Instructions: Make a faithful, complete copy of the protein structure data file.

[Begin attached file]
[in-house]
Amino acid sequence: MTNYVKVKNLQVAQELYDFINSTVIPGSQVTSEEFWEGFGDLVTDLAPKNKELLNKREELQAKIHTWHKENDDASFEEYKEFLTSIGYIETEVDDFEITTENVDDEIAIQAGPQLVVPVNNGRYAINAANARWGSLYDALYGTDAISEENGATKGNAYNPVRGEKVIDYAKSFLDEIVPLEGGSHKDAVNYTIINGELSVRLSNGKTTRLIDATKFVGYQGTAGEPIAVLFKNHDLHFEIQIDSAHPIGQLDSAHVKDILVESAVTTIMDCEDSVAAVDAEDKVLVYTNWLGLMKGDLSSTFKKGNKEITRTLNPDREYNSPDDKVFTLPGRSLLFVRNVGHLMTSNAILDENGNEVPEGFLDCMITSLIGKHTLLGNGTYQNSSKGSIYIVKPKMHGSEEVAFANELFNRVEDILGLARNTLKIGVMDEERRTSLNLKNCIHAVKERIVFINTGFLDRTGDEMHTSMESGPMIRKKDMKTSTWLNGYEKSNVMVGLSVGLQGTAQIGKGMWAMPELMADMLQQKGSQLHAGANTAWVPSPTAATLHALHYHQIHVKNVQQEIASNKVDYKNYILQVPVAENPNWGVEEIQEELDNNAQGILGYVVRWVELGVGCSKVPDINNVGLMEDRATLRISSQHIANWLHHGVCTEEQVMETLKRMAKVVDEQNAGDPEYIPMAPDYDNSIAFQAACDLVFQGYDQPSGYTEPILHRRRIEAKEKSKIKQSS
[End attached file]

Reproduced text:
[in-house]
Amino acid sequence: MTNYVKVKNLQVAQELYDFINSTVIPGSQVTSEEFWEGFGDLVTDLAPKNKELLNKREELQAKIHTWHKENDDASFEEYKEFLTSIGYIETEVDDFEITTENVDDEIAIQAGPQLVVPVNNGRYAINAANARWGSLYDALYGTDAISEENGATKGNAYNPVRGEKVIDYAKSFLDEIVPLEGGSHKDAVNYTIINGELSVRLSNGKTTRLIDATKFVGYQGTAGEPIAVLFKNHDLHFEIQIDSAHPIGQLDSAHVKDILVESAVTTIMDCEDSVAAVDAEDKVLVYTNWLGLMKGDLSSTFKKGNKEITRTLNPDREYNSPDDKVFTLPGRSLLFVRNVGHLMTSNAILDENGNEVPEGFLDCMITSLIGKHTLLGNGTYQNSSKGSIYIVKPKMHGSEEVAFANELFNRVEDILGLARNTLKIGVMDEERRTSLNLKNCIHAVKERIVFINTGFLDRTGDEMHTSMESGPMIRKKDMKTSTWLNGYEKSNVMVGLSVGLQGTAQIGKGMWAMPELMADMLQQKGSQLHAGANTAWVPSPTAATLHALHYHQIHVKNVQQEIASNKVDYKNYILQVPVAENPNWGVEEIQEELDNNAQGILGYVVRWVELGVGCSKVPDINNVGLMEDRATLRISSQHIANWLHHGVCTEEQVMETLKRMAKVVDEQNAGDPEYIPMAPDYDNSIAFQAACDLVFQGYDQPSGYTEPILHRRRIEAKEKSKIKQSS